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Analysis of the piscivore guild in fish species-rich lake and stream systems in eastern Ontario showed the co-occurrence of three types: (1) specialists that became piscivorous at the age of a few weeks (Esox, Micropterus); (2) ‘secondary’ piscivores that are fish-eaters only later in life (Perca, Ambloplites); and (3) species in which fish consumption is(More)
Analysis of the fish faunas of Lake Opinicon and other small, cold temperate Ontario water bodies shows that the component species differ in body size, morphology, abundances, habitats, diurnal and seasonal habitat utilization patterns, diets, dietary changes with age, reproductive strategies, and population turnover rates. These differences are detailed.(More)
Young fish of six species in an open water community all began their exogenous feeding by taking nauplii and small cyclopoids of body length (less tail) of 0.1–0.3 mm. Appearance of larvae of the different species in the system was, however, sequential, the resource being utilized by the different species in turn. The sequence was: Perca flavescens, Percina(More)
Diel and spring/summer space-use and feeding patterns were investigated in an assemblage dominated by five fish species occupying the offshore waters of Lake Opinicon, a shallow mesotrophic lake in southeastern Ontario. We assessed fish distribution and diel movement in May and July through the use of gill nets set at various depths in 1.5–7.0 m depth(More)
A comparative study of the diets of five year classes of perch in Lake Opinicon showed Year class 0 to be mainly Cladocera feeders, the Year class 11 to take a diversified range of insect larvae, whereas from Year class V onwards Anisoptera nymphs, decapods, and fish dominated the diet. Sizes of the dominant food items changed strikingly with growth, prey(More)
The bulk of Lake Opinicon fish biomass is concentrated in the physically diverse inshore areas. Quantitative analysis of the community compositions of the various inshore habitat types (weedy inlets, sandy shallows, rock shelf, gravel, etc.) showed that each supported a characteristic assemblage of fishes with a relatively constant species and year class(More)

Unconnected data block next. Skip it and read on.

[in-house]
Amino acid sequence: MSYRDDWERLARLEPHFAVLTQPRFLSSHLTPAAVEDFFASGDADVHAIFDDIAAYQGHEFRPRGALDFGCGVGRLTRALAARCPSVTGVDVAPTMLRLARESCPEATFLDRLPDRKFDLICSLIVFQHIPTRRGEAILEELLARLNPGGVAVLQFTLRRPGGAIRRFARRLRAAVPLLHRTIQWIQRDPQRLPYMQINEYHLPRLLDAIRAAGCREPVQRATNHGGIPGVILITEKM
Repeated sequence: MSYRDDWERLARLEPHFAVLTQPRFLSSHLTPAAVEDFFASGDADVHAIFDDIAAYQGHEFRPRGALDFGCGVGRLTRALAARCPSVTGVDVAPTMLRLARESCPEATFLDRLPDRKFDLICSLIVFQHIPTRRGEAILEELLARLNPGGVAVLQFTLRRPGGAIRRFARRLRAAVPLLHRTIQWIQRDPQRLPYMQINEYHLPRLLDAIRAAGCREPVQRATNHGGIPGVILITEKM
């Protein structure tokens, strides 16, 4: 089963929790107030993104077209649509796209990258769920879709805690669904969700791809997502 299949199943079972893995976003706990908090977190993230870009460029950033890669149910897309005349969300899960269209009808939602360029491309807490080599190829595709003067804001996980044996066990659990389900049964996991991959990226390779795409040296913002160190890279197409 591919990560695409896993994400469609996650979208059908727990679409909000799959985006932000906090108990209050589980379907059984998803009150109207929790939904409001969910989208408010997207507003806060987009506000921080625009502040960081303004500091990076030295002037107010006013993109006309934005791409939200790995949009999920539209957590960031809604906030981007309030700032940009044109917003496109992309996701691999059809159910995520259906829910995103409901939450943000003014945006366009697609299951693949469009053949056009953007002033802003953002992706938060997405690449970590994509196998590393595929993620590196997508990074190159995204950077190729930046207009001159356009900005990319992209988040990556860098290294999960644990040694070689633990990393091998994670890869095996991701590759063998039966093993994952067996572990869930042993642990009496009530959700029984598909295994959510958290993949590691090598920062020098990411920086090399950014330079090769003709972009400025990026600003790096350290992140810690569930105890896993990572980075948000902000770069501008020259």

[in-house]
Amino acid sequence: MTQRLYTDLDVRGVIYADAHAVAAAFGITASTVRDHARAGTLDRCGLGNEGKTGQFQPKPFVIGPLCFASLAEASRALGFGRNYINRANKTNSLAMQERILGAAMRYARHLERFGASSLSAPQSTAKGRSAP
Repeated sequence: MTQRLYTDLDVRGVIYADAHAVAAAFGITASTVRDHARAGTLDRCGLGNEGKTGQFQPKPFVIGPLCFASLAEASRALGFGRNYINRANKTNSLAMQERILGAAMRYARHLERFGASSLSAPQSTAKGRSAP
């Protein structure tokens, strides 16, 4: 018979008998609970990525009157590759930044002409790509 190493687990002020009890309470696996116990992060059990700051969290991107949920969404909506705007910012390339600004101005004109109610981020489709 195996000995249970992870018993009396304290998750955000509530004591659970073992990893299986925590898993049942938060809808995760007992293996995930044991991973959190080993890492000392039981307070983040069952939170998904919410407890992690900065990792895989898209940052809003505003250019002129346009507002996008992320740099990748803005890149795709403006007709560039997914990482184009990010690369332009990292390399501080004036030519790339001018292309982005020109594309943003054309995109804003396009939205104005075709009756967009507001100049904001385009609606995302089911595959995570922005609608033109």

Patterns of food use and food availability were analysed in a species rich summer weedbed community of juvenile lake fish to elucidate ontogenetic and ecological adaptations facilitating species co-existence and rapid growth. It was found that: (a) the community was based on the period of high seasonal invertebrate abundance linked to the spring-summer(More)
A survey of fish distribution relative to depth in Lake Opinicon, Ontario, using the strip count method showed 80–90% of the biomass to be concentrated along the lake margins at a depth of up to 2.5 m. This figure applied throughout the summer, and to both day and night. Invertebrate diversity and biomass was also biassed towards the margins but slightly(More)
The fish community of a small (2.7 ha) Ontario beaver pond was analyzed relative to predictions based on its small size, shallow depth, brief existence and isolation from more permanent water bodies. The predictions were: (1) species richness will be lower than that of more permanent water bodies in the area, (2) fish will be mainly of small body size, (3)(More)